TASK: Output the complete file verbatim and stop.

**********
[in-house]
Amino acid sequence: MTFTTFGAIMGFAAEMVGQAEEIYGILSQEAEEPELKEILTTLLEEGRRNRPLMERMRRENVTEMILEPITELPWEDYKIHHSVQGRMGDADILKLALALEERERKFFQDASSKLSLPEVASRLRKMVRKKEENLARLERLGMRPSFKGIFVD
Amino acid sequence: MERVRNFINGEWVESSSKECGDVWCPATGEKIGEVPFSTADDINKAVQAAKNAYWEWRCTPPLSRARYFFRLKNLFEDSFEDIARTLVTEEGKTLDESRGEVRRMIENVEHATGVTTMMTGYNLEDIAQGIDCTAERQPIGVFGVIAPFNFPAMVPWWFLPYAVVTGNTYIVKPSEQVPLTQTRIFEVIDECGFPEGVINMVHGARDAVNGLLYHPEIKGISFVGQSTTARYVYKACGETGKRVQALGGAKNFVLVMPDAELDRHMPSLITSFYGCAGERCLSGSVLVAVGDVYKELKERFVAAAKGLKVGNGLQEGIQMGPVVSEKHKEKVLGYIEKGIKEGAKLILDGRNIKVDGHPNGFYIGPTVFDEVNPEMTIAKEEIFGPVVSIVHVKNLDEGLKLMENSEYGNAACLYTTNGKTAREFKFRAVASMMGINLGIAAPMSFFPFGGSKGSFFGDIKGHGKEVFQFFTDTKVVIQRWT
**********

[in-house]
Amino acid sequence: MTFTTFGAIMGFAAEMVGQAEEIYGILSQEAEEPELKEILTTLLEEGRRNRPLMERMRRENVTEMILEPITELPWEDYKIHHSVQGRMGDADILKLALALEERERKFFQDASSKLSLPEVASRLRKMVRKKEENLARLERLGMRPSFKGIFVD
Amino acid sequence: MERVRNFINGEWVESSSKECGDVWCPATGEKIGEVPFSTADDINKAVQAAKNAYWEWRCTPPLSRARYFFRLKNLFEDSFEDIARTLVTEEGKTLDESRGEVRRMIENVEHATGVTTMMTGYNLEDIAQGIDCTAERQPIGVFGVIAPFNFPAMVPWWFLPYAVVTGNTYIVKPSEQVPLTQTRIFEVIDECGFPEGVINMVHGARDAVNGLLYHPEIKGISFVGQSTTARYVYKACGETGKRVQALGGAKNFVLVMPDAELDRHMPSLITSFYGCAGERCLSGSVLVAVGDVYKELKERFVAAAKGLKVGNGLQEGIQMGPVVSEKHKEKVLGYIEKGIKEGAKLILDGRNIKVDGHPNGFYIGPTVFDEVNPEMTIAKEEIFGPVVSIVHVKNLDEGLKLMENSEYGNAACLYTTNGKTAREFKFRAVASMMGINLGIAAPMSFFPFGGSKGSFFGDIKGHGKEVFQFFTDTKVVIQRWT